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Mahalo, Fawne + Sebastian
Asos - for the boho lace look, How gorgeous is this dress!?!
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India had always been a place of mystery and wonder for me. My parents, before I was born and to this day, go every year to an ashram in northern India. My whole life, stories of this far off land created a collage of mystery for this place that my parents loved so much. And finally this past December, my mom, sister and I made the adventure happen.
We headed for south India, to a magical Ayurvedic retreat to relax, unwind, and share some quality time together. We had a few days in Delhi and a few days in Cochin on our way to Kerala where Nattika Beach Resort is located. Before I hop into the magic of Nattika, let's talk culture shock. We flew from Tokyo to New Delhi, and as we approached, this belt of grey pollution lined the horizon, and yes we descended under it, like going into an under world or something. The clean air Hawaii girl in me, got out my mask to prepare for leaving the plane. Haha, I heard the stories, I was prepared! ;) My mom and sister, no masks. Also before going, a huge issue was happening with government and money, so we were unsure if we could exchange money, and heard stories of 8 hours plus waiting in lines to exchange a maximum of $75. Luckily, grace was on our side, and only 1 hour in line, we were all set. (Yes we used airport exchange booths, it was worth it and so happy we did because banks in town had lines for blocks!!)
It was dusk by this point, and the adventure of experiencing driving in India begins. I should clarify, being a passenger, we would never attempt to drive here - oh my! The Horn, for example the most precious asset of your car in India, and if it doesn't work, I would imagine you would be in serious trouble. 'Honk - Honk!!' I am here. 'Honk-Honk!!' - Coming over. 'Honk - Honk' - Don't come over I am here. 'Honk - Honk' - No I am really coming over. It was like a language of its own. It was not aggressive, pist off honks you think of here in America, it was a constant conversation, of little light beep beeps, that by the end of the trip, I started to understand more. But really the moment you get in the taxi (ours was a nice comfortable AC van), and you see the driver start to cross the line into the other lane, that clearly can not fit another car, you tighten up and brace for impact. Pretty sure my sister and I were in the back seat squeezing each other and looking at each other big eyed as we seemingly were headed for a sure collision. And for a 45min taxi ride to the lovely Imperial Hotel in New Delhi we saw quickly that everything we've been taught about driving does not apply here. lol. I wish I captured photos of the streets jammed, thinking how would any car be able to move, but some how the chaos was fluid, and bringing any structure into this situation, would be a complete fail and surly get you killed, in their world. I could go on, but one more surprising thing here, headlights, another must for your car in India. In the misty morning and pollution filled streets, that sometimes you could not see a cars length in front of you, flashing your lights (while honking your horn) was vital to your survival. There was some other communication of high beam and low beam, that we could not quite figure out, but the person in front of you would give way if you high beamed them.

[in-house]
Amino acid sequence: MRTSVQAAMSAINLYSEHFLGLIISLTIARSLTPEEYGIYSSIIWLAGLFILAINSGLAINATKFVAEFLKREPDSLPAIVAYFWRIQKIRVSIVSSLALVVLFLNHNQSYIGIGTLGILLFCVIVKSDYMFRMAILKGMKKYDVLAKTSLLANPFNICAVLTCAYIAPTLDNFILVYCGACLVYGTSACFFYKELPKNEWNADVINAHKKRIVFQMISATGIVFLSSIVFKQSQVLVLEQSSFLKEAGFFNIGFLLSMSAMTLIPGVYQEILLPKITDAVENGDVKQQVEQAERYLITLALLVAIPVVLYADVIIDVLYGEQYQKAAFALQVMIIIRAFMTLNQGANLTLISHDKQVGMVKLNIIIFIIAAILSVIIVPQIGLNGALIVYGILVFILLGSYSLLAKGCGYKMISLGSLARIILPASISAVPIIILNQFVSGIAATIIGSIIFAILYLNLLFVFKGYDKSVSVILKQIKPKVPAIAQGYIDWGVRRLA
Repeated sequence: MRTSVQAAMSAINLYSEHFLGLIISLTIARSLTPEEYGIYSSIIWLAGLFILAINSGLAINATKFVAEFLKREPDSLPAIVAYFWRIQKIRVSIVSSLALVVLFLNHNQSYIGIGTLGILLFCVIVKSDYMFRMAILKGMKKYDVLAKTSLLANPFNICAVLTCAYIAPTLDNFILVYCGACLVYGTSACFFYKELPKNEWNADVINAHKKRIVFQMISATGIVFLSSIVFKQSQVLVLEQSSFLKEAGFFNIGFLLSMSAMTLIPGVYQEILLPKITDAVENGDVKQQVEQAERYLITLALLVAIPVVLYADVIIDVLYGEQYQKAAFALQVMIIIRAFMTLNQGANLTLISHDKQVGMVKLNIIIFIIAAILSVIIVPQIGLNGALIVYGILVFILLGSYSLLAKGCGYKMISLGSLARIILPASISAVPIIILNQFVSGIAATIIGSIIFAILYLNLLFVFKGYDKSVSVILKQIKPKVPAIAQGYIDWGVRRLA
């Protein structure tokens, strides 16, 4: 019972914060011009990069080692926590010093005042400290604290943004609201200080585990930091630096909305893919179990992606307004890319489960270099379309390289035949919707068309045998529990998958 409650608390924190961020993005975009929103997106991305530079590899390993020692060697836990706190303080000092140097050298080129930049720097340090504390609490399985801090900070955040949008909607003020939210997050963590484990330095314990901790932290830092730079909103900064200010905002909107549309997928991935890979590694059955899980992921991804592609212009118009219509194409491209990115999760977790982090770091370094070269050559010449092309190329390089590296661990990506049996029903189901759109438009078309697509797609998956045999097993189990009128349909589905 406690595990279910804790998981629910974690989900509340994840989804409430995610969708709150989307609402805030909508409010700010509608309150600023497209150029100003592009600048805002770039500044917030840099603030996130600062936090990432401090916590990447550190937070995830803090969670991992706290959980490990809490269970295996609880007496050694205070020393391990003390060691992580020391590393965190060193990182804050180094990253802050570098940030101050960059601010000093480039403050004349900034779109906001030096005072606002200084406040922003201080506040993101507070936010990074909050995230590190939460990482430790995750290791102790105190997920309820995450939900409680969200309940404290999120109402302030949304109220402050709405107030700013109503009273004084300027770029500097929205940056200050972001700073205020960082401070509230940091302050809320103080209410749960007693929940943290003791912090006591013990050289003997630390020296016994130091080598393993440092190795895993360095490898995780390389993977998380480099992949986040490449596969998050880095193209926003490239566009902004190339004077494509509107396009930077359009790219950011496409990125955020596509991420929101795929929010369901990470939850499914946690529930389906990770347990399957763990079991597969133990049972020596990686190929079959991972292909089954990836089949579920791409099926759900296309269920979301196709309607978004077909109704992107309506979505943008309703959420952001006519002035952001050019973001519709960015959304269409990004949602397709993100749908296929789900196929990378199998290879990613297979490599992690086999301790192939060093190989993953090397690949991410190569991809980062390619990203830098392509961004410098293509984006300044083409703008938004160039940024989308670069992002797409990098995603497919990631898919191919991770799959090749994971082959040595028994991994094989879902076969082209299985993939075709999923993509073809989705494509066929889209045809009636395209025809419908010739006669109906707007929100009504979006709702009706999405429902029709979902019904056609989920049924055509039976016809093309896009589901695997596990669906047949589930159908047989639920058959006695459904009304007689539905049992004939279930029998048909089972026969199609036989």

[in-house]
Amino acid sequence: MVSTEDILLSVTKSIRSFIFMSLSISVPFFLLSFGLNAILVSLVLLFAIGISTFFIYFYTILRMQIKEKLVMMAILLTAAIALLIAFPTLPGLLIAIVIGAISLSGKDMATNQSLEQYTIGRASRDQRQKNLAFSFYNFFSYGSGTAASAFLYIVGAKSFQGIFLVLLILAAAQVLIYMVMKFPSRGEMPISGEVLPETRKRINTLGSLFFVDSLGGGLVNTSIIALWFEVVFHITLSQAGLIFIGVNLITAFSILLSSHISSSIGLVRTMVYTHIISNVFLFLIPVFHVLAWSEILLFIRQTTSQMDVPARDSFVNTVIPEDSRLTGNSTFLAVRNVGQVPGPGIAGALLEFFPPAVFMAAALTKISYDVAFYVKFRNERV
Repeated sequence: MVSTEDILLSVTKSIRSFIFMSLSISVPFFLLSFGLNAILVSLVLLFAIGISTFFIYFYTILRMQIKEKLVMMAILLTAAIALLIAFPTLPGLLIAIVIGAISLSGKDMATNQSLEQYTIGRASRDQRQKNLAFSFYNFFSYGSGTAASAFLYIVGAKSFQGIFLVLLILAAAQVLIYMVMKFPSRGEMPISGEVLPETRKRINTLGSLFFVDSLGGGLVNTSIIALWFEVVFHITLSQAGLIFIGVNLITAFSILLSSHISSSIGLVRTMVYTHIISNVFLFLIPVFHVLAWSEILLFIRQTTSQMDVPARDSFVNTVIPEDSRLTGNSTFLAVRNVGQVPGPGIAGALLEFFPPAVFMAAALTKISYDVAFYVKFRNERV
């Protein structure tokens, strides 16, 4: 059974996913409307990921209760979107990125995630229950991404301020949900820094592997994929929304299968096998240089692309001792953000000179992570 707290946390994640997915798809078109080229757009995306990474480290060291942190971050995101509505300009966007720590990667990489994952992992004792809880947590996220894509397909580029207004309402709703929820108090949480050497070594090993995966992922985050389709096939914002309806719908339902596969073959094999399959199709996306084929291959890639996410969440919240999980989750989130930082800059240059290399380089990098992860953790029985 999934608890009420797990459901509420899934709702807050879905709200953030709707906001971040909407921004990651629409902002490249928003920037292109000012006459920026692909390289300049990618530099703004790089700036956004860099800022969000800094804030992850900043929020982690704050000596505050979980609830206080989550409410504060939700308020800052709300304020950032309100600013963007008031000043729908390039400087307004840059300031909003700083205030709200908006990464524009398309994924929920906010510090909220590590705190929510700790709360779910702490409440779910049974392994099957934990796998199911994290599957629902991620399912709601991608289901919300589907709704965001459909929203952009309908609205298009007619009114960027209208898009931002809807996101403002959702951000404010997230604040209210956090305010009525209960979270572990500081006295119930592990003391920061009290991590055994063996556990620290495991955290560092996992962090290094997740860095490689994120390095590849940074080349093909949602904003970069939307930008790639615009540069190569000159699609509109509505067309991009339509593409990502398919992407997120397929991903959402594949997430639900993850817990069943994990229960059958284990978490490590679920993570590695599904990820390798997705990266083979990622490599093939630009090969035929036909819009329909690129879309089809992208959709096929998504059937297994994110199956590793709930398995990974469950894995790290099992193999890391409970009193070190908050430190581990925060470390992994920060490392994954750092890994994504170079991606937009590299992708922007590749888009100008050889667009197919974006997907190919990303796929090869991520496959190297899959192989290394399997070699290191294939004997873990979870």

This very well might be the longest blog post, but hey if you are this far still reading this, you are awesome, and I totally get it, if you just skip to the photos. I am a visual person too. But I want to share this awesome experience, as I was not always taking photos and there is just so much to share of this full experience.
So New Delhi was an adventure, wild and crazy. In short, we found the best vegan, pure Organic food at Devang House (seriously OMG!), had killer dhal (in room service of all places) at the Imperial Hotel, shopped some local favs of my moms that we've been getting presents from over the years (Anokhi & Fab India) and then, ended up in the hospital, yes I shut my moms hand in the taxi door on accident (insert huge sad face!!) and man, a hospital in India was something else. I could write a novel on that crazy wild story, but lets just leave it at, my mom was ok, got some stitches from a young Bollywood jazzed nurse (because my mom refused from the old doctor who fiddled in the corner with his books and then bandaged her finger like a 2 year old did it, which we found out later he did not speak english and was waiting for orders, but still, the bandage job was seriously worrisome!) We survived the hospital and my moms finger was ok and today is totally fine! Feeewwph!